6. And if any of you know why Tsutomu Nihei stopped working on Biomega (apart from boredom) could you tell me?

    I thought it was going really well until the second installment.

    For one thing, Zouichi looked 26 in the first part and now looks about 18… (?)

    And the art style is only about half as gothic and adrenaline pulsing as the original which was one of the things that made it hard for me to read the second part.

    *Spoiler warning*

    It was also a shame that those four HQ cyborgs died without the readers finding out their names.

  7. I’m trying remember if I’ve actually read "Netsphere Engineer" or not. The problem with Nihei is that he isn’t especially consistent so we’re often waiting months or even years to see perhaps a few chapters or one volume. BLAME! seems to be the only series that he’s actually consistently produced and released. With his level of skill though, I suppose it must sometimes take days to finish even one panel.

    The thing I love about BLAME! is the obsessive attention to architecture and intense feeling of grandiosity combined with claustrophobia. I love that it’s set in a "mega structure" that keeps growing, the idea fascinates my imagination. His work outside of the Blame universe is kind of hard to judge because it doesn’t immediately grab me in the same way. I’ve read some of Biomega and it seemed alright, but you just can’t beat BLAME!’s unique style.

  8. @A BLAME! Fan: At this point Tsutomu Nihei is definitely a one-work-wonder. Don’t get me wrong, I’ve adored Blame! since I clapped eyes on it, but since then he has done little to inspire much interest.

    The majority of his work is either short and baffling one shots like "Zeb-Noid" or failed attempts at longer stories like "Biomega". I remember reading on a forum that he was unwillingly forced to work on Biomega by some manga publisher looking to replicate the success of Blame! but Nihei’s heart was never in it.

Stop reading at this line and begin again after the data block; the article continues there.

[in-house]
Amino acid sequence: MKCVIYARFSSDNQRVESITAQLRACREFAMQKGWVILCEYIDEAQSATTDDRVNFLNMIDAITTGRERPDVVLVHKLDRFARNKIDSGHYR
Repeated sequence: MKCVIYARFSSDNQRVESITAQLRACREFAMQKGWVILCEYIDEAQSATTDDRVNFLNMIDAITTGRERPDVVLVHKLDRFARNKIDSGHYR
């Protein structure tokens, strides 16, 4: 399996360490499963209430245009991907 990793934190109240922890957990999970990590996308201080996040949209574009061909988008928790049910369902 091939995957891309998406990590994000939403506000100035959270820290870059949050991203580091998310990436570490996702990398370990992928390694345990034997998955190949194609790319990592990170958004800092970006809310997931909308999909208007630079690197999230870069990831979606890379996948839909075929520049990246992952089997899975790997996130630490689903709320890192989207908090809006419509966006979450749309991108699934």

Abara looks promising, though I just read on Wikipedia that its already finished with just two volumes. I have to say his best work outside of "Blame!" is "NOiSE" (which just so happens to be a prequel of Blame!). I don’t mind about any of this though because Blame! is an amazing work of art. If that all Tsutomu Nihei can do, then that’s fine with me.

  9. That’s a very good point, bateszi. I think that BLAME! is a masterpiece. It’s far better for a manga artist to produce at least one thing like this than many mediocre works (the latter scenario I have seen many many times).

    But this still leaves my question about Biomega unanswered.

    I haven’t read NOiSE but do you really think that the first 10 chapters of Biomega do not even compare to it and BLAME! ?

  10. A part of my before post will probably make sense because I had not fully read the post from bateszi so my Biomega question actually had been answered.

    So, neither Netsphere Engineer could compare with BLAME! ?

  11. Can some 0ne clue me in how niheis gets his images? Does he just paint? or is there a computer program involved.. I’m just an artist who is wondering.. I just found he uses paint “gouache”.

    1. For the manga itself, I assume he uses ink washes and screentone. As for his colour images, a combination of gauche and ink seems like a reasonable assumption. Can’t tell you for sure, though :)